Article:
The Purpose of God
These verses are remarkable. First, we can note that, knowing human nature and its tendency to doubt, God would seek to give us the strongest possible confirmation that He could. What an indication of the grace of our God! He wanted to show us in a way that was more convincing, that would confirm in our hearts, that His promise to us was sure.
Second, God was willing to show us His counsel. God was, as it were, prepared to take us into His confidence. What a privilege of grace! He did not keep His counsels, His will and purpose for us, a secret but chose to reveal them to us in His promises.
Third, He would reveal the immutability (unchangeability) of His counsel. He has promised. God does not go back on His promises. What He says He will do. As He possesses all power nothing can thwart that purpose. But, not content with the promise alone, God confirms the promise with an oath. There is a double confirmation. God's promise was a contract that could not be set aside or annulled so His oath adds a guarantee to that which is already certain.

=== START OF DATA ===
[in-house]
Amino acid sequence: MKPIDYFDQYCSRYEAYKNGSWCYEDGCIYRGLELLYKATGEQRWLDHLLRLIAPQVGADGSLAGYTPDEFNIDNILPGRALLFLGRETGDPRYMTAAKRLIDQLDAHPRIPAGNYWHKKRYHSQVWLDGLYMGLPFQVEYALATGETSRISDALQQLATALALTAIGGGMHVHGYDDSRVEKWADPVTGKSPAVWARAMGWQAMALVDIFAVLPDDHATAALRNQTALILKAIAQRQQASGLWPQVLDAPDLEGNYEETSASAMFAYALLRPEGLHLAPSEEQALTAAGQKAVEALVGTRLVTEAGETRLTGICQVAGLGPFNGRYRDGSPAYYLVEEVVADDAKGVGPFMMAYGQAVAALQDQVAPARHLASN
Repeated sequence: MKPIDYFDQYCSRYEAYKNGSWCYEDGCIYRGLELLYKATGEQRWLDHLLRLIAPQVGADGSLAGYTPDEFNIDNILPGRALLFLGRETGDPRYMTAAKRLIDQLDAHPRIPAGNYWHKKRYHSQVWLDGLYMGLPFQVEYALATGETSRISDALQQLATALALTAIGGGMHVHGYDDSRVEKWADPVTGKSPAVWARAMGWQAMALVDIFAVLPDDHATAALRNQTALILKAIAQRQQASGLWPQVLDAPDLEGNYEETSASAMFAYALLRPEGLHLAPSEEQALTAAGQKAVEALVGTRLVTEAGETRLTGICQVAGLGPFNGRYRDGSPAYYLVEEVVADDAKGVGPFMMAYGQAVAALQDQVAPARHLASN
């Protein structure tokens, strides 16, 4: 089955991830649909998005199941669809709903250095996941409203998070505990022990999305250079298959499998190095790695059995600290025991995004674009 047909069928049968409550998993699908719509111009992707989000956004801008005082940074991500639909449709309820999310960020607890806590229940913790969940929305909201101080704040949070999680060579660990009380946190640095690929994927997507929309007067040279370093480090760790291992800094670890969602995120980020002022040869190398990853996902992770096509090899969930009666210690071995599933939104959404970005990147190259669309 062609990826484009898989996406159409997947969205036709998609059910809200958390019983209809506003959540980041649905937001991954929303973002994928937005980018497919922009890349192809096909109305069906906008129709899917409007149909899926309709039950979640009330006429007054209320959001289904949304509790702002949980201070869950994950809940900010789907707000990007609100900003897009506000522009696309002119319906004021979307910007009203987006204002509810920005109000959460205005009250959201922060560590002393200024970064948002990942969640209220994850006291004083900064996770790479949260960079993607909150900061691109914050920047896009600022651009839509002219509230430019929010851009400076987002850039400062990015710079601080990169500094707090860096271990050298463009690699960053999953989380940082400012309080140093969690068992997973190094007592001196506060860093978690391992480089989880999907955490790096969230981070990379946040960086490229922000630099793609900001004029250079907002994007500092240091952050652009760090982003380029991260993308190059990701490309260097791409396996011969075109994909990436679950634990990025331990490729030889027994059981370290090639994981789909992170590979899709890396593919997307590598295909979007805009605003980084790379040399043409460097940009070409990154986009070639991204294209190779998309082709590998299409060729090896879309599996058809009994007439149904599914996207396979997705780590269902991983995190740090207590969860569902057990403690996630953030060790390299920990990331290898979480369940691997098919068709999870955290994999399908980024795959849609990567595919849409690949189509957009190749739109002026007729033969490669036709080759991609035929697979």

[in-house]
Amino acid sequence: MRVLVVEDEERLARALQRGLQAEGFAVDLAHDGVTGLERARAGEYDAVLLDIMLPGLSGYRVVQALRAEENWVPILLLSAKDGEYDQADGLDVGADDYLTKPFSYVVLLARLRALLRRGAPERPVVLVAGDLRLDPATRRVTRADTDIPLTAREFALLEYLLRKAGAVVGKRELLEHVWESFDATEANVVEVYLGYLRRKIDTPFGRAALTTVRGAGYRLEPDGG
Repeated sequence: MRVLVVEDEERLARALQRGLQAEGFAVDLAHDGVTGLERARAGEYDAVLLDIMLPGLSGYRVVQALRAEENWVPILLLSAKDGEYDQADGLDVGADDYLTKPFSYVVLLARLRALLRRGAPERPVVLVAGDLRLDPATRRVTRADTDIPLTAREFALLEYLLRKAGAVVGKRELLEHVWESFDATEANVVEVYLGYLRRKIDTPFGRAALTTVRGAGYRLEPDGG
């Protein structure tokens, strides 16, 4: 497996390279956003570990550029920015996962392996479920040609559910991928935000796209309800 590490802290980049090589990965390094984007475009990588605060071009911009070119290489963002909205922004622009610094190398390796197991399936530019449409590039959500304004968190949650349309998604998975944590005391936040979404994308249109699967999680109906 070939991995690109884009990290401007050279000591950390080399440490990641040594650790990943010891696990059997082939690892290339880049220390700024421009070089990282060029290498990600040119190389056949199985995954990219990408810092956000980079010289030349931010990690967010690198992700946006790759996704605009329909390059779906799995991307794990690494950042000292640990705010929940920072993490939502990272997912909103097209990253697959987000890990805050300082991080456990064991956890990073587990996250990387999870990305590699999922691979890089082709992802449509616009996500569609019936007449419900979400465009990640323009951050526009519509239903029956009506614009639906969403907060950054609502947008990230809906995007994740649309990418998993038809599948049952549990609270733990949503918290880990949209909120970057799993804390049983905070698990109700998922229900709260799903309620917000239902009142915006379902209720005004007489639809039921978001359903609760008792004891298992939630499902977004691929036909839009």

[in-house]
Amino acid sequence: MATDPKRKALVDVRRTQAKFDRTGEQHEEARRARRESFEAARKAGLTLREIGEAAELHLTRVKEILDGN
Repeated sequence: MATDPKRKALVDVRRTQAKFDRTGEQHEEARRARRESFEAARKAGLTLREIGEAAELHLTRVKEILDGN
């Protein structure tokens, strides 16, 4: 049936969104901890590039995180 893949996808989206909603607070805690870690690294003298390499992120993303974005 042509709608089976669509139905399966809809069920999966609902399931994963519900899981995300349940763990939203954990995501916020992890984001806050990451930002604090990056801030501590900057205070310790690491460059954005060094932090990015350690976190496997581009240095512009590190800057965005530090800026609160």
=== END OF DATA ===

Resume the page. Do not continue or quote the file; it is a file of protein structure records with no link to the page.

These two aspects of God's counsel are described as 'a strong consolation' to our hearts, v. 18. It is not just a consolation but also a strong consolation. The word consolation has the idea of encouragement and support. When the word 'strong' is added they give the idea of a fortress or stronghold against doubt and discouragement. We have no need to fear.
The Pictures and the Priest
The writer now concludes his teaching by the use of three pictures.
The first picture of the believer is seen at the close of verse 18; he says, 'we have fled for refuge'. The idea is that we fled for refuge to Christ, a past act, but one with abiding results, for our refuge is still in Christ. The picture is a reminder of the Old Testament city of refuge to which the manslayer could flee to escape the avenger. As the law declared him safe once within the city so the believer in Christ is freed from the penalty of sin, safe from the eternal consequences of his sin.
Within the city of refuge the manslayer was only safe until the death of the high priest. However, the truth of the believer's security is strengthened rather than weakened. Our High Priest will not die. He died once but now lives in the power of an endless life. He is the author of eternal salvation. He is a priest forever, v. 20.